The cart-driver complex – when a former MP would not go for anything less than a high ministerial or ambassadorial post – has not afflicted Aleksandras Abišala, a former MP and once even a prime minister of Lithuania.
“I've asked people several times: Introduce me as a top consultant, not a former prime minister,” laughs Abišala, who was minister at large between 1991 and 1992 and even the acting prime minister for four months in 1992. “One cannot erase history, I am not ashamed, rather proud of what I've done, but it somewhat disturbs me.”
Abišala admits that after leaving parliament, it was difficult at first to return to his former job as a physical scientist. “Two and a half years in the Seimas, a year and a half before that in the Sąjūdis movement, got me so drawn in that I hardly had any time to pursue my professional interests. I spent too much time in politics to be able to successfully transition back to academic work. But it wasn't difficult psychologically, as I had made the decision to quit politics some time before,” he says.
Political experience, though, came in handy for Abišala and eased his career as a business consultant. He started working as one after giving up his parliament seat in late 1992. Abišala has been consulting ever since and has no ambitions of returning to politics. The last time anyone suggested he should run for parliament was in 1996.
Some politicians, following unsuccessful elections, find a place in party structures – a post in their party secretariat, municipal government. Unelected politicians sometimes become assistants or advisers to their colleagues or, if they are lucky, might even land a post as vice-ministers or diplomats. As if ordinary jobs were beyond their reach.
There are quite many examples of that.
Abišala says he does not judge former elected officials who cling to politics at all costs. “Many of them acquire good skills of statesmanship. Being in big politics gives you much experience. It would be a waste to give all that experience up, it would not make any sense economically. These people can bring use to their parties, state institutions, or the diplomatic service. True, in some cases, it is merely to do with finding a cosy place for one's friend. But it is too Lithuanian an interpretation.”
Abišala would like to see less rotation in the Seimas. It would leave fewer people wondering what to do after each election – and would help nurture a class of professional politicians.
After this year's general election, over half of all MPs retained their seats. In Abišala's view, it would be optimal to replace about one fourth of the Seimas every four years, giving a good balance between experience and youthful innovation.
Another former prime minister, Gediminas Vagnorius, worked in the Seimas from 1990 to 2004 without interruption. He is not, however, very eager to return to a high political post.
He ran for parliament again in 2008, albeit unsuccessfully. Vagnorius now lives off his signatory pension – thanks to his putting a signature under Lithuania's declaration of independence in 1990 – which is about 3.5 thousand litas (a thousand euros), before taxes. What fills his days? The former prime minister leads the Christian Party, which did not get into parliament this time, and writes commentaries every week.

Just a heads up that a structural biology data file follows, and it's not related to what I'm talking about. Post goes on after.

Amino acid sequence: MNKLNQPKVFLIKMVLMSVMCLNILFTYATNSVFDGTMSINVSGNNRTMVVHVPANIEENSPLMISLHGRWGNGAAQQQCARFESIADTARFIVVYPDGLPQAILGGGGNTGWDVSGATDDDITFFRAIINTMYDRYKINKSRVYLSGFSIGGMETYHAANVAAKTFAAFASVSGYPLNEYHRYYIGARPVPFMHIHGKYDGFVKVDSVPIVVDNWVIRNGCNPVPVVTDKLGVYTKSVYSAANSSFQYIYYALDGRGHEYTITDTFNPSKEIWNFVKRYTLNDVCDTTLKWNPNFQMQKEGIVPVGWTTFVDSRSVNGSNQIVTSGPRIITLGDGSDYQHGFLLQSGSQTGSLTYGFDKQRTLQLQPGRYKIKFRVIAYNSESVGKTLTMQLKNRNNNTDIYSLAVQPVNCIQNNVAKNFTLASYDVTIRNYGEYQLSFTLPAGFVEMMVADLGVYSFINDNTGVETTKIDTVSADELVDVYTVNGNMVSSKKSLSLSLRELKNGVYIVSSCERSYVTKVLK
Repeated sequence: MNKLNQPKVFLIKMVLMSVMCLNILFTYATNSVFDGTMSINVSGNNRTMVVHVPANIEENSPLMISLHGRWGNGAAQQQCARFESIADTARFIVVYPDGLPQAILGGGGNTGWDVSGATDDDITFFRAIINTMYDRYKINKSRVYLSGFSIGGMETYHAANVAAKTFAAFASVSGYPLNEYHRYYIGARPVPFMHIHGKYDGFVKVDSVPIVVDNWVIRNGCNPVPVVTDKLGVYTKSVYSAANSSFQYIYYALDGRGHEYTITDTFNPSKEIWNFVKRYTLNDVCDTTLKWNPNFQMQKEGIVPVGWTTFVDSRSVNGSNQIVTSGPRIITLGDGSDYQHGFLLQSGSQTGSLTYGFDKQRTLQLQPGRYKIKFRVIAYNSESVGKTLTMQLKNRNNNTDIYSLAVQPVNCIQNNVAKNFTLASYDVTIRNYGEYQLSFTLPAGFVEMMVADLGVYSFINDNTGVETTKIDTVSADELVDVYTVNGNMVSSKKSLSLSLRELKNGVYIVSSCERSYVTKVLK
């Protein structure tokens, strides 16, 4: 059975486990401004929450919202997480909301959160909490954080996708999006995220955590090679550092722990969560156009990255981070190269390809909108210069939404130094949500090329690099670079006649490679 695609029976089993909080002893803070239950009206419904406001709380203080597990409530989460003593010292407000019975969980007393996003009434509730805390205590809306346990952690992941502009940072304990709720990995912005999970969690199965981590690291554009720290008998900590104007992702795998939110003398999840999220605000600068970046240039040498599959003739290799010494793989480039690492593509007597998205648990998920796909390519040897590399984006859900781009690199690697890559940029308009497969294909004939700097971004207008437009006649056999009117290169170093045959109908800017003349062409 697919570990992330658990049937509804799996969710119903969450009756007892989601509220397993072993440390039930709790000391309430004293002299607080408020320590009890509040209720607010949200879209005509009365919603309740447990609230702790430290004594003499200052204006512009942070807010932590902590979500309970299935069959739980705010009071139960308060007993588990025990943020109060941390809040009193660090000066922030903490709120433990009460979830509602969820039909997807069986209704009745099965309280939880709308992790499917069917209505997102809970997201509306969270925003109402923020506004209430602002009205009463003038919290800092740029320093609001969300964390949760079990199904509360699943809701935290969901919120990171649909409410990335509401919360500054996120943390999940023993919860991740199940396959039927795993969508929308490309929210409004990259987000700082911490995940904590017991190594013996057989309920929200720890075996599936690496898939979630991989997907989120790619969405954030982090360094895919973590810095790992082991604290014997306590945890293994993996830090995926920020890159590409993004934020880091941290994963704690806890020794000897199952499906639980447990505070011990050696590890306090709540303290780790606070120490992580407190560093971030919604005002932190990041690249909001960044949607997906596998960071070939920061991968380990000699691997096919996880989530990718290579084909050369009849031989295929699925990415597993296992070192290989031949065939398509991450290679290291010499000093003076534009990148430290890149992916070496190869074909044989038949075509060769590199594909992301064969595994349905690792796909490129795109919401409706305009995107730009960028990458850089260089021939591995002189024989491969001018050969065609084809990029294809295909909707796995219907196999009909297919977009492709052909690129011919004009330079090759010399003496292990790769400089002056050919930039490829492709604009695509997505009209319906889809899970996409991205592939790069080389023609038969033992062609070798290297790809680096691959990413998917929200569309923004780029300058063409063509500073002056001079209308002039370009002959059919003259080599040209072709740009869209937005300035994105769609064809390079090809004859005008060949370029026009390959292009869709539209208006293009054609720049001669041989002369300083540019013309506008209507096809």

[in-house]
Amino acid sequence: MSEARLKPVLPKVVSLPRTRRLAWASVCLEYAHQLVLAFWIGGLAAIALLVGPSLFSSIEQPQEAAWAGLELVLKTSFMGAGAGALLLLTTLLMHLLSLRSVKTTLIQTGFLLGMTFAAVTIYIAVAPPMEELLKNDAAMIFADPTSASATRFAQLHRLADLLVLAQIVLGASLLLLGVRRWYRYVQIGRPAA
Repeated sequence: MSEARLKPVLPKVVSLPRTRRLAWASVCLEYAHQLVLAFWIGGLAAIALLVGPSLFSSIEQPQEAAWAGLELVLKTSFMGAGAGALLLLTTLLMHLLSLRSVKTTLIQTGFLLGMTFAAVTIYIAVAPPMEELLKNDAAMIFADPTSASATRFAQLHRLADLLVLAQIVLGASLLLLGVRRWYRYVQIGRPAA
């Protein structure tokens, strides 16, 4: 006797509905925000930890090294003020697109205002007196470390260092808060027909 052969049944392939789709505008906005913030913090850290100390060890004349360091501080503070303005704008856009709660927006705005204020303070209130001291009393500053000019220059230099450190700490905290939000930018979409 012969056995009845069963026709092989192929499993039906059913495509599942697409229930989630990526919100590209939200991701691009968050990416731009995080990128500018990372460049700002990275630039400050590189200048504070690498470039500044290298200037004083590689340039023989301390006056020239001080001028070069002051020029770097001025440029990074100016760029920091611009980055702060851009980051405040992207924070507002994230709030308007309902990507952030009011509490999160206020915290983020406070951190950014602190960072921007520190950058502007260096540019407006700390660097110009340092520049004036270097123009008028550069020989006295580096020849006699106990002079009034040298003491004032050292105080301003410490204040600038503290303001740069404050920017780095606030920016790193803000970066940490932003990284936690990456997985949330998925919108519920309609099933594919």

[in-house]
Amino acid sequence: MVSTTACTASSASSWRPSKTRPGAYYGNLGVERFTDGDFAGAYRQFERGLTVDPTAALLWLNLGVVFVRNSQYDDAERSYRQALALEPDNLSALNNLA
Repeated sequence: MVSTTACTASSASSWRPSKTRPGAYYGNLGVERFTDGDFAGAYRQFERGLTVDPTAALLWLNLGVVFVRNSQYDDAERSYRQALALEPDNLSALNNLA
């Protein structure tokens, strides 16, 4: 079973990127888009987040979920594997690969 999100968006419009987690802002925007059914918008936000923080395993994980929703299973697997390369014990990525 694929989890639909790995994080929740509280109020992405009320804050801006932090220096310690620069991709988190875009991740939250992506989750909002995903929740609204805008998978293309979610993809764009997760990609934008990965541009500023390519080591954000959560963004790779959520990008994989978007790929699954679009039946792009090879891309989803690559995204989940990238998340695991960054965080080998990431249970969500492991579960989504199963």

“I have plenty of work. The only difference is that I am a free man now. I wasn't free for many years,” Vagnorius tells 15min. “It did not make me any richer, but I'm glad I could contribute to reforming the economy and establishing Independence. My only regret is that I neglected academic work during my political career.”
He says that after he failed at re-election, he did not even think of looking for a job. Leading a party leaves no spare time for much else. “In the West, it is usual that politicians refrain from going into business after quitting high public offices – for fear of conflicting interests. I did not want to create a questionable situation like that. There wouldn't be a conflict any more now, but I have an interesting and meaningful job that I do.”
Artūras Paulauskas, former parliamentary speaker and leader of a once formidable political party, lost elections in 2008. He tried at first to revive his devastated party, the New Union, but eventually gave up and merged with the Labour Party, while making a living practising law. This year Paulauskas returns to parliament as a Labour MP.
Meanwhile Saulius Pečeliūnas, a signatory of the 1990 Independence Act, might have to turn to labour exchange for the second time. He failed to get re-elected in 2000, following ten years in politics, and had to find a job. He signed up with labour exchange, but it wasn't until almost two years later that Pečeliūnas got a place in the Customs Department. In 2004, the conservative was elected to parliament again and spent two terms as an MP. This year, however, proved less successful. Should 56-year-old Pečeliūnas fail to find a well-paid job, he will be eligible to receive a Signatory pension.
Another independence act signatory Gintaras Ramonas ended his life tragically. After spending two and a half years in the Seimas, he was forced to turn to labour exchange. He unsuccessfully tried to make a career in theatre and finally ended up selling records in an open-air market. People's taunting and deprivation broke the young man and he took his own life in 1997, at 34.